The law relating to Partnerships is governed by the Partnership Act 1890 which dates back to when business was frequently carried out through the medium of partnerships before the shift towards limited companies. Given this legislation has not been updated in any significant form since, the Partnership Act 1890 provides, what is now, an antiquated way of doing business in the 21st century.

The way the Partnership Act works is that it sets out a set of default rules that apply to all Partnerships unless agreed to the contrary. There is significant flexibility to deviate from the default position and tailor your partnership to your needs and the needs of your business – this is usually done through a formal Partnership Agreement between the partners.

Dissolving a Partnership

Some of the default measures under the Partnership Act 1890 are fairly draconian, particularly when it comes to terminating, known as ‘dissolving’, the Partnership. Under the default provisions, if a Partner wishes to exit the Partnership they can serve notice to that effect and the Partnership has to be dissolved. Dissolution of a Partnership brings to an end a formal Partnership and either starts a new one between the remaining Partners or can involve a partnership winding up its business, collecting in its debts, settling its liabilities and returning any surplus cash to the Partners with no option for them to buy out the Partner who wants to leave.

Death of a Partner

The death of a partner has a similar effect in that, unless agreed to the contrary, the Partnership must be automatically dissolved on the death of a Partner. Therefore, entering into a written Partnership Agreement is of paramount importance so there is a mechanism to allow the Partnership to continue if one dies or exits. The formal agreement will set out how this is done and how the exiting Partner is paid for their share of the Partnership without having to go through the upheaval of a formal dissolution of the Partnership each time this happens.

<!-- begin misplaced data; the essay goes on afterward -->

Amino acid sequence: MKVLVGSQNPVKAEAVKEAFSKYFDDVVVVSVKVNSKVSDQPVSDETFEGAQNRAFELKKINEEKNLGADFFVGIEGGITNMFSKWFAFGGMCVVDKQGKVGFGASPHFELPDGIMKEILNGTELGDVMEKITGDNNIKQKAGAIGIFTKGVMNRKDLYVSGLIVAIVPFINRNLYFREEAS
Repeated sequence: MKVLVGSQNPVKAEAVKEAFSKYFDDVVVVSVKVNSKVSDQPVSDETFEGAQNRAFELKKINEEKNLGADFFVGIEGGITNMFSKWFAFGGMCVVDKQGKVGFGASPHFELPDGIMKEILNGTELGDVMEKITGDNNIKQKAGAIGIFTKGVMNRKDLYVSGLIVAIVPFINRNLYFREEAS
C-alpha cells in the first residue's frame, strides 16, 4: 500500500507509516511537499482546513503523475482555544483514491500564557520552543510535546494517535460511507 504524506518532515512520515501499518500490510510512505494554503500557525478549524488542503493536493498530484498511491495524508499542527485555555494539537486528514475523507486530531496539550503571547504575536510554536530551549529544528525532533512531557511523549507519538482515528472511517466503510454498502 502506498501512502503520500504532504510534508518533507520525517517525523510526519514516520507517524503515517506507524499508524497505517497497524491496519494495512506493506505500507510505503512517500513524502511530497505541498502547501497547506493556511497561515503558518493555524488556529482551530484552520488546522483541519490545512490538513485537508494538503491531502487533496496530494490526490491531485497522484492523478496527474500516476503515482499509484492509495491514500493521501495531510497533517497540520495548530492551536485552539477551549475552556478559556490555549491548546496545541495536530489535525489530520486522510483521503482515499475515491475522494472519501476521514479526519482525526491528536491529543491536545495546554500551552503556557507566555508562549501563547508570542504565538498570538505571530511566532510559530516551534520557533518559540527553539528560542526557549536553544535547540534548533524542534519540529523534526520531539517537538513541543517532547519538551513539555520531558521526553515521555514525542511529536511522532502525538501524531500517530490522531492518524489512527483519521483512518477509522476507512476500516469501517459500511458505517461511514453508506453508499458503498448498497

Key Matters covered in a Partnership Agreement

A properly written Partnership Agreement will cover a number of other important matters such as:

  • Entitlements to share in the capital and profits.
  • Day-to-day operational matters around decision making and limits of authority.
  • A mechanism for dealing with the death or retirement from the partnership.
  • A mechanism for calculating the sums due to an out-going Partner and how and when these sums are paid.
  • Potential restrictions on the Partners from being involved with competing businesses going forward.

If you would like to speak to me or one of my colleagues in the Corporate/Commercial team in regards to a Partnership Agreement or a matter regarding your business, please ring 0161 930 5151 or email your query to 

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